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bullet Excretion.
bullet Defecation.

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     Excretion is the discharge of materials which have not been absorbed by the body. For example, dietary fiber are not absorbed by our body. This only helps to add volume and hydration to the feces, thus facilitating their excretion. When the chyme reaches the colon (large intestine), it is virtually devoid of nutrients. There still is some water and minerals that will be absorbed mostly in the ascending and the transverse colon. The other function of the colon is to propel feces toward the anus where they will be defecated.

Ileocecal sphincter.

     At the end of the ileum, the chyme pours into the colon. At the junction of the two intestines, there is a valve (thickened muscle) that prevents reflux into the small intestine. The presence of chyme and gastrin (gastric hormone) in the terminal part of the ileum facilitates relaxation (opening) of that valve. Conversely, the valve will close when the colon has received enough chyme.

     In the colon, the movement, the muscular contractions are not the same. Unlike the peristalsis of the small intestine, the colon pushes the feces by bolus. The propulsion is initiated by a local contraction preventing proximal reflux, followed by another contraction just distal to the first contraction, and a third, and so on, for a length of 20 cm or more. The fecal material is pushed, "by bolus", to the rectum.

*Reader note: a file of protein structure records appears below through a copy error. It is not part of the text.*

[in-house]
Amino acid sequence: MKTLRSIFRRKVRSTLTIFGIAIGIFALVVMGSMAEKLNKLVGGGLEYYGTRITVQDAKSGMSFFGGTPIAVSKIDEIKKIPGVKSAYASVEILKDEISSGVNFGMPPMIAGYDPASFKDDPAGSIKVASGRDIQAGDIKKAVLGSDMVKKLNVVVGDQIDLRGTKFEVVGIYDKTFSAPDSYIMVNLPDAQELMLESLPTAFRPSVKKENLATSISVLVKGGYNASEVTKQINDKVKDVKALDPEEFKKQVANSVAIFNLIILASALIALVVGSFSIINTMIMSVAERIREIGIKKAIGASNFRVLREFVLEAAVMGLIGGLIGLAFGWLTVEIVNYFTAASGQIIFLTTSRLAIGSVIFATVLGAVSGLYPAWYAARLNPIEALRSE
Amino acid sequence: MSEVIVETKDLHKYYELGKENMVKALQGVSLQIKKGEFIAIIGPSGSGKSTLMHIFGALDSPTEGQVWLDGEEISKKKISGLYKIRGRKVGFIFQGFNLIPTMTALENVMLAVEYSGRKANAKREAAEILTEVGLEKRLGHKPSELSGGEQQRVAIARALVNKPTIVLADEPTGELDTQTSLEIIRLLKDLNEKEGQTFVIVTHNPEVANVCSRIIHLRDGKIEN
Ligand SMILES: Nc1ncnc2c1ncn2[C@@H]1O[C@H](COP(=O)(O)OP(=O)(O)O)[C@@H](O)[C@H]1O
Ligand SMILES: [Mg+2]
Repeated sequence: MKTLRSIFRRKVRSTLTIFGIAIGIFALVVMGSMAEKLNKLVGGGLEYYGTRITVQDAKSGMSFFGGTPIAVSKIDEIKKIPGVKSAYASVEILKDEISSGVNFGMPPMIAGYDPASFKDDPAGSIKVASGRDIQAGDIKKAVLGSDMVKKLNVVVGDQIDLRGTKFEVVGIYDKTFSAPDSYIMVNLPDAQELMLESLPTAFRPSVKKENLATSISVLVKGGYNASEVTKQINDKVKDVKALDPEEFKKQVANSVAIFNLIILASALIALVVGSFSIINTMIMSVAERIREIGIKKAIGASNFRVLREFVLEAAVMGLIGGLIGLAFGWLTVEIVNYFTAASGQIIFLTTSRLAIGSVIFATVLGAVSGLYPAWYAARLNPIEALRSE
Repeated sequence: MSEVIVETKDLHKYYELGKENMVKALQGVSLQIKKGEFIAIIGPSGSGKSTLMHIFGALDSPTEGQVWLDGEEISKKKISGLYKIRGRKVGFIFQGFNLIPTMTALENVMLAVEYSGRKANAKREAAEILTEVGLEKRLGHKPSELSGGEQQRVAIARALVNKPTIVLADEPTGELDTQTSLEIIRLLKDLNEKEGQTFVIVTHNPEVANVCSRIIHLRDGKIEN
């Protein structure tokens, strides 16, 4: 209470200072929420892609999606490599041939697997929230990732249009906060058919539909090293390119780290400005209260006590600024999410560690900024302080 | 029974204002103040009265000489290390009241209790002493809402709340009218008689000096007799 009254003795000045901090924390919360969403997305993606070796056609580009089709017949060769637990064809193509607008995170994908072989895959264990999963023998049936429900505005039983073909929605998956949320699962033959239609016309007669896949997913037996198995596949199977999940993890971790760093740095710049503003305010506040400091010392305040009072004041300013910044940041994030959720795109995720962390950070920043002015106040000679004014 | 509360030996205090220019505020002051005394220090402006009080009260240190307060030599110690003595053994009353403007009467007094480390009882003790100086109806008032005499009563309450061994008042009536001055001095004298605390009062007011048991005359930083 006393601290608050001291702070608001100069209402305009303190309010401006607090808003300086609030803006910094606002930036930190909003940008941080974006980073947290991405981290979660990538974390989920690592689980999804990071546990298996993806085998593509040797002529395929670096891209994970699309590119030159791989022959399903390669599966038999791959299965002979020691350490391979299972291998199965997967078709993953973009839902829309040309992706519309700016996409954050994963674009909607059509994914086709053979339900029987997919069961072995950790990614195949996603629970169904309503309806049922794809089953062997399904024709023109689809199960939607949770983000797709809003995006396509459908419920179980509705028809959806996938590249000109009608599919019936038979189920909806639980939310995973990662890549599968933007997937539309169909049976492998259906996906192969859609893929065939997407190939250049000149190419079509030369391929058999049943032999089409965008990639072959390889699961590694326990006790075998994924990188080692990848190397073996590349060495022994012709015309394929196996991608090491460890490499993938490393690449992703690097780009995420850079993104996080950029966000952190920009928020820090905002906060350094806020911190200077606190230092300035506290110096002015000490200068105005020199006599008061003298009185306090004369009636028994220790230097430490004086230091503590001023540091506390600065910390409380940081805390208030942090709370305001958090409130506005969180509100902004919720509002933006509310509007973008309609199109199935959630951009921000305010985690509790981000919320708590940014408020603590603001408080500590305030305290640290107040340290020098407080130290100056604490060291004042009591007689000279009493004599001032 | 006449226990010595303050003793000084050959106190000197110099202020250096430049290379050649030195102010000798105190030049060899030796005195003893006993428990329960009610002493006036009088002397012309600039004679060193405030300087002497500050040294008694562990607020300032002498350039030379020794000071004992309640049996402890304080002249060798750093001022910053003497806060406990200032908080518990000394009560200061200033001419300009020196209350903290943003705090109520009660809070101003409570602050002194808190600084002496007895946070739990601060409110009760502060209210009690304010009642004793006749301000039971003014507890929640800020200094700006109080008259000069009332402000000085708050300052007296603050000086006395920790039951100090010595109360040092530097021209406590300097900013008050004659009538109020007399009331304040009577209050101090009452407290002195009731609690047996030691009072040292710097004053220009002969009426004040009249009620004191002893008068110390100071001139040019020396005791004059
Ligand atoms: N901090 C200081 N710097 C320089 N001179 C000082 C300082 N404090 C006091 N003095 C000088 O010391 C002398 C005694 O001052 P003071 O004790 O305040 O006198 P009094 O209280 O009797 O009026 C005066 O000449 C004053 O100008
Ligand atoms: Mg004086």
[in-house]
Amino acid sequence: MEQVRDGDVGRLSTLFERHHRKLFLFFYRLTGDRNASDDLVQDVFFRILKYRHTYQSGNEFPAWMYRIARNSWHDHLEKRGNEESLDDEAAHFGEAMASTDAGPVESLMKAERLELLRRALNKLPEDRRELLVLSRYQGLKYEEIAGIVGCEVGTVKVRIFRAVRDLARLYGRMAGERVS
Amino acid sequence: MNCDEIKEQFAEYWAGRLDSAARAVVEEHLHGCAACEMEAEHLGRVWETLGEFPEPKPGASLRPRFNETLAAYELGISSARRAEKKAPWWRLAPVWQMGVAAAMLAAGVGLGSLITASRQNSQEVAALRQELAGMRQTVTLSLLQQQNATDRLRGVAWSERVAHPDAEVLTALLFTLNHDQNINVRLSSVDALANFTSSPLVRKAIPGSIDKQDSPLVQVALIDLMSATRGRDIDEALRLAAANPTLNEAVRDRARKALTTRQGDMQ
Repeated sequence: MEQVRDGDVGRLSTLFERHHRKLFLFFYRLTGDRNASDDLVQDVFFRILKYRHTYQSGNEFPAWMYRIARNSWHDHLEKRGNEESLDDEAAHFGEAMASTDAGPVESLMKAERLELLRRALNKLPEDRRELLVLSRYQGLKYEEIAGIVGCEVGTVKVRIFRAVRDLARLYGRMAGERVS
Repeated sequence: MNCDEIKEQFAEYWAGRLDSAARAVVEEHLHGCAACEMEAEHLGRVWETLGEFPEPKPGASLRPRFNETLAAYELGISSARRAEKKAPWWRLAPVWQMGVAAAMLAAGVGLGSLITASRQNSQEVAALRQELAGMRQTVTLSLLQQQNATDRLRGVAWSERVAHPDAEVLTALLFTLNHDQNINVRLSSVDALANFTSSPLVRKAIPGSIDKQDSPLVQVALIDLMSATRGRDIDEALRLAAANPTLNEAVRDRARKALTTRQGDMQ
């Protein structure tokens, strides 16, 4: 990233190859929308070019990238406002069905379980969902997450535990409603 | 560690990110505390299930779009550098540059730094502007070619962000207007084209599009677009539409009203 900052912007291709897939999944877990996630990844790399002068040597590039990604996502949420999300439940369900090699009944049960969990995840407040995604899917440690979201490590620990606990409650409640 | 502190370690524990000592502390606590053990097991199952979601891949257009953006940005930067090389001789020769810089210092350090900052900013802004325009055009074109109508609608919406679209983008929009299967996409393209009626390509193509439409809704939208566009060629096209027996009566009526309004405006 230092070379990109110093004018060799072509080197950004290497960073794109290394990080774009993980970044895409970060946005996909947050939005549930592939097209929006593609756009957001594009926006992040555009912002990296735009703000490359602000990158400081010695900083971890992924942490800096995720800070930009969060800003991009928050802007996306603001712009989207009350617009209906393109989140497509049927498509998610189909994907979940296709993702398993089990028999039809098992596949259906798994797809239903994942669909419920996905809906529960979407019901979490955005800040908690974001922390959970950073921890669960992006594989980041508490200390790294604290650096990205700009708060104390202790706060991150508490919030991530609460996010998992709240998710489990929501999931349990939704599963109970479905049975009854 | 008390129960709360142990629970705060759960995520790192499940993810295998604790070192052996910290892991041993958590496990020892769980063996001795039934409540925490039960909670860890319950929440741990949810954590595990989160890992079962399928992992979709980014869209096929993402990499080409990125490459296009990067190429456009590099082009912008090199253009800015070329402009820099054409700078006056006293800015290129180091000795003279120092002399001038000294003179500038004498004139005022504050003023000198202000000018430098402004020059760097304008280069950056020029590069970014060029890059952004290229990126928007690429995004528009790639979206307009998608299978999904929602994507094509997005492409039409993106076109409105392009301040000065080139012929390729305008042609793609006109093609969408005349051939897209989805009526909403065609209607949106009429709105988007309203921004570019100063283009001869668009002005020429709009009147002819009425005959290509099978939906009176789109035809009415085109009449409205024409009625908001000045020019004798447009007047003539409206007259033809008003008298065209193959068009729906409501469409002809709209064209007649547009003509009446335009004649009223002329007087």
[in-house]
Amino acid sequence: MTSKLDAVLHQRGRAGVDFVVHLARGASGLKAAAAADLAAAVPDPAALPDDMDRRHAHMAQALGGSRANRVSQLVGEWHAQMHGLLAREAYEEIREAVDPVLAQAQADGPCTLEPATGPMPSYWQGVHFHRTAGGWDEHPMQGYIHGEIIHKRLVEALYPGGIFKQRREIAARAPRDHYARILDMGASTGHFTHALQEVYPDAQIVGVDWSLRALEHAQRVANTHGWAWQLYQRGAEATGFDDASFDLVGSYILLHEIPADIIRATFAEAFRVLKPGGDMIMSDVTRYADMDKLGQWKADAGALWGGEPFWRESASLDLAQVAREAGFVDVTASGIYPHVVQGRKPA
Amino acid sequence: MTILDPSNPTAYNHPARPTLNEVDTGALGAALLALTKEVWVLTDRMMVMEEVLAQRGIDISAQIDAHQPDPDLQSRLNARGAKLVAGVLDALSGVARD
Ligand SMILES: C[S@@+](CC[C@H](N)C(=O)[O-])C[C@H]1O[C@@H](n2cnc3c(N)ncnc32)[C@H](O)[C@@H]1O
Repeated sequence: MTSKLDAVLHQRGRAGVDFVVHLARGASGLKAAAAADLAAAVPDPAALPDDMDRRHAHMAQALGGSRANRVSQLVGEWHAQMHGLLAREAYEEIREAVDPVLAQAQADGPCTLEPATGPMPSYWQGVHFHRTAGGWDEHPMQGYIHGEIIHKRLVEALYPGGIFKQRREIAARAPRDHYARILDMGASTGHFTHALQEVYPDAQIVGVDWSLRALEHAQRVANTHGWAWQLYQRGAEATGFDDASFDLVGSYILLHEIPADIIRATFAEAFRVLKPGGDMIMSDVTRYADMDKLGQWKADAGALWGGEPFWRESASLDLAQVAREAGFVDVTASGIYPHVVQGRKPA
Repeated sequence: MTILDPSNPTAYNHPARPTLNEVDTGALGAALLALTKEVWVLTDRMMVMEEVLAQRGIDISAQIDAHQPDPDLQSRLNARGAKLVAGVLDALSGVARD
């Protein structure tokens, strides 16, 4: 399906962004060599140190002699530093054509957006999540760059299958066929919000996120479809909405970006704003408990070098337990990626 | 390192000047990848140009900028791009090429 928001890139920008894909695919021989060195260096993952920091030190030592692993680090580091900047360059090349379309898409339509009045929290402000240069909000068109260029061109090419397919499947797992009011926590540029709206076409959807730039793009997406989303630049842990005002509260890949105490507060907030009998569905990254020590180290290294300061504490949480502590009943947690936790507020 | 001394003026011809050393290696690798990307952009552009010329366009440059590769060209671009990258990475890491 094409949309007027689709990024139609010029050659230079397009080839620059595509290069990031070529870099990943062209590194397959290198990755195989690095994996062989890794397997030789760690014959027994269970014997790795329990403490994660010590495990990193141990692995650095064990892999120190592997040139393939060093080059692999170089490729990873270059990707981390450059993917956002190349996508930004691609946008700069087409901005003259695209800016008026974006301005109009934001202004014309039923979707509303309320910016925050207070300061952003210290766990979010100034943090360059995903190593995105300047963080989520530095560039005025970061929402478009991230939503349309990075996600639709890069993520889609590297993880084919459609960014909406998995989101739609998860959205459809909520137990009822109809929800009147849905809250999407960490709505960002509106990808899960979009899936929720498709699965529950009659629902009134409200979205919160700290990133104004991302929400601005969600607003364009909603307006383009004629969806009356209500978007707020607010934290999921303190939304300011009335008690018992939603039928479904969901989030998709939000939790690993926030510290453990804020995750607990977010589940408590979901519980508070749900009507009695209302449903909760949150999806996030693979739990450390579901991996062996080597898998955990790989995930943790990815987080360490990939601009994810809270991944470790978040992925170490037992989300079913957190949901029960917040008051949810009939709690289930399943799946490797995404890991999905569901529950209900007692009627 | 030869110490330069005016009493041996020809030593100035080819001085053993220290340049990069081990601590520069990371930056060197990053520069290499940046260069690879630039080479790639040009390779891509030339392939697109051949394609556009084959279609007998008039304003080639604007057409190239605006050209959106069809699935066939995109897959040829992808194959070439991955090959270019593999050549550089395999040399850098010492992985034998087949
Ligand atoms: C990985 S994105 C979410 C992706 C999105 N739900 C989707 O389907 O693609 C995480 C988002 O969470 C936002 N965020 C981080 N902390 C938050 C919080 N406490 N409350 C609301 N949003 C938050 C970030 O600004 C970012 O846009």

One hour after the meal, the movements of the colon intensify. Stimulated by the distension of the duodenum, there is a secretion of gastrin (gastric hormones) which increases gut motility and facilitate transit. The autonomic nervous system, particularly the parasympathetic system, also participate in facilitating movements of the colon.


Sectional view of the rectum.

     The fecal content reaches the sigmoid colon where the feces will be retained for a longer or shorter time, depending on the volume and consistency. When fecal matter reaches the rectum, this produces a stretch stimulus which is delivered to the spinal cord where a local reflex is initiated. The reflex stimulates the contraction of the sigmoid colon and the rectum, and allows the relaxation of the internal sphincter which normally remains in state of tonic contraction. At the same time, for defecation to occur, there must also be relaxation of the external sphincter, which is also in tonic contraction, but whose relaxation is under voluntary control. There must be a voluntary command from the brain to induce the relaxation of the external sphincter. Voluntary, we can also strengthen the sphincter contraction. At the same time, voluntary contraction of the abdominal muscles increases intra-abdominal pressure which further pushes and stimulates the sigmoid colon and the rectum, causing expulsion of the feces.

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